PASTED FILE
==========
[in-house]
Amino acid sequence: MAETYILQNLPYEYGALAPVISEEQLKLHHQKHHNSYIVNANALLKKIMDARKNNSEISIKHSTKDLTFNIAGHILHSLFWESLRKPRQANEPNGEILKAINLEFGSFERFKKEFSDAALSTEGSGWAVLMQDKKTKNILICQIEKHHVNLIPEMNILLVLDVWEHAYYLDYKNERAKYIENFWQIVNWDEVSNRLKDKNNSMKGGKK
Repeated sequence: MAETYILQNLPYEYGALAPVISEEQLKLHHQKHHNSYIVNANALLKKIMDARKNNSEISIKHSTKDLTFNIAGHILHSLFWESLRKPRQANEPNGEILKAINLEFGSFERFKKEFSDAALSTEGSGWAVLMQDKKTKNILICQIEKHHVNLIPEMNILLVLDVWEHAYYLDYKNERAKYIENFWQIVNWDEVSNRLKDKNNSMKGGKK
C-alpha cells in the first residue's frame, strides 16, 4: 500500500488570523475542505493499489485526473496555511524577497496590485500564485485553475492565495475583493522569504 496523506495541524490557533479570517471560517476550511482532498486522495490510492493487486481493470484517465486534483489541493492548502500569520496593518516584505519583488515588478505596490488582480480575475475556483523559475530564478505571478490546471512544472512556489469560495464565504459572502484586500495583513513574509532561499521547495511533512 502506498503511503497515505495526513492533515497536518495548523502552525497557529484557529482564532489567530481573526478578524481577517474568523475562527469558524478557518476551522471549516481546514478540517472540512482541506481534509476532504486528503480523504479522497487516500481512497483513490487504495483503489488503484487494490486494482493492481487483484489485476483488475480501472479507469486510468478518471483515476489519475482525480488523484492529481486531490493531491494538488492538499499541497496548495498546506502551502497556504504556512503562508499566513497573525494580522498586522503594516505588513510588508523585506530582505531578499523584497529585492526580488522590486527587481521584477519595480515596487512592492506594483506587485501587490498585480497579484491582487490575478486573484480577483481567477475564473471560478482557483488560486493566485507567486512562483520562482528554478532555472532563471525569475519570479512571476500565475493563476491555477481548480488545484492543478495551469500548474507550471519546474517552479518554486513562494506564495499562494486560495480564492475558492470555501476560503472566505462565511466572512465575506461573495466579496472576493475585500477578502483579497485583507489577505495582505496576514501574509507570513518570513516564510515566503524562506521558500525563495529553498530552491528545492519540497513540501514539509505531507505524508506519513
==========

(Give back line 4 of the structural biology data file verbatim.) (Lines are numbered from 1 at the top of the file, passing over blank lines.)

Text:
C-alpha cells in the first residue's frame, strides 16, 4: 500500500488570523475542505493499489485526473496555511524577497496590485500564485485553475492565495475583493522569504 496523506495541524490557533479570517471560517476550511482532498486522495490510492493487486481493470484517465486534483489541493492548502500569520496593518516584505519583488515588478505596490488582480480575475475556483523559475530564478505571478490546471512544472512556489469560495464565504459572502484586500495583513513574509532561499521547495511533512 502506498503511503497515505495526513492533515497536518495548523502552525497557529484557529482564532489567530481573526478578524481577517474568523475562527469558524478557518476551522471549516481546514478540517472540512482541506481534509476532504486528503480523504479522497487516500481512497483513490487504495483503489488503484487494490486494482493492481487483484489485476483488475480501472479507469486510468478518471483515476489519475482525480488523484492529481486531490493531491494538488492538499499541497496548495498546506502551502497556504504556512503562508499566513497573525494580522498586522503594516505588513510588508523585506530582505531578499523584497529585492526580488522590486527587481521584477519595480515596487512592492506594483506587485501587490498585480497579484491582487490575478486573484480577483481567477475564473471560478482557483488560486493566485507567486512562483520562482528554478532555472532563471525569475519570479512571476500565475493563476491555477481548480488545484492543478495551469500548474507550471519546474517552479518554486513562494506564495499562494486560495480564492475558492470555501476560503472566505462565511466572512465575506461573495466579496472576493475585500477578502483579497485583507489577505495582505496576514501574509507570513518570513516564510515566503524562506521558500525563495529553498530552491528545492519540497513540501514539509505531507505524508506519513